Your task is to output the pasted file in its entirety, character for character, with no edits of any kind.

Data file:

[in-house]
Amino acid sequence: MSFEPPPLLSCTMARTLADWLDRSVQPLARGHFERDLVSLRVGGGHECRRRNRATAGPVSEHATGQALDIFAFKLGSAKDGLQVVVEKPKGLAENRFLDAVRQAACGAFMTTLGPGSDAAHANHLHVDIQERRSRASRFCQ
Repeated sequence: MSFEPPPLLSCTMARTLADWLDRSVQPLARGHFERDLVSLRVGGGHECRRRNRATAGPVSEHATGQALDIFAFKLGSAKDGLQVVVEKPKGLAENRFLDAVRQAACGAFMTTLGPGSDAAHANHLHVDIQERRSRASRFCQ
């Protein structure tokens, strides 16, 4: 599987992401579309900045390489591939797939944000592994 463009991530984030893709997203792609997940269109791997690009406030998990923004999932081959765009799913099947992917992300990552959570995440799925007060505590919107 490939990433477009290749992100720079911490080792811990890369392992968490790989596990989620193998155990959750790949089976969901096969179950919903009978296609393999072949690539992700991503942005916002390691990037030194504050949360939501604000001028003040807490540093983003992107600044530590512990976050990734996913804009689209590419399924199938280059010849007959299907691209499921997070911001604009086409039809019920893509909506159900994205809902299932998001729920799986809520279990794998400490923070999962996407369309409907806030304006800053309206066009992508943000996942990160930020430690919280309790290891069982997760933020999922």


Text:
[in-house]
Amino acid sequence: MSFEPPPLLSCTMARTLADWLDRSVQPLARGHFERDLVSLRVGGGHECRRRNRATAGPVSEHATGQALDIFAFKLGSAKDGLQVVVEKPKGLAENRFLDAVRQAACGAFMTTLGPGSDAAHANHLHVDIQERRSRASRFCQ
Repeated sequence: MSFEPPPLLSCTMARTLADWLDRSVQPLARGHFERDLVSLRVGGGHECRRRNRATAGPVSEHATGQALDIFAFKLGSAKDGLQVVVEKPKGLAENRFLDAVRQAACGAFMTTLGPGSDAAHANHLHVDIQERRSRASRFCQ
């Protein structure tokens, strides 16, 4: 599987992401579309900045390489591939797939944000592994 463009991530984030893709997203792609997940269109791997690009406030998990923004999932081959765009799913099947992917992300990552959570995440799925007060505590919107 490939990433477009290749992100720079911490080792811990890369392992968490790989596990989620193998155990959750790949089976969901096969179950919903009978296609393999072949690539992700991503942005916002390691990037030194504050949360939501604000001028003040807490540093983003992107600044530590512990976050990734996913804009689209590419399924199938280059010849007959299907691209499921997070911001604009086409039809019920893509909506159900994205809902299932998001729920799986809520279990794998400490923070999962996407369309409907806030304006800053309206066009992508943000996942990160930020430690919280309790290891069982997760933020999922």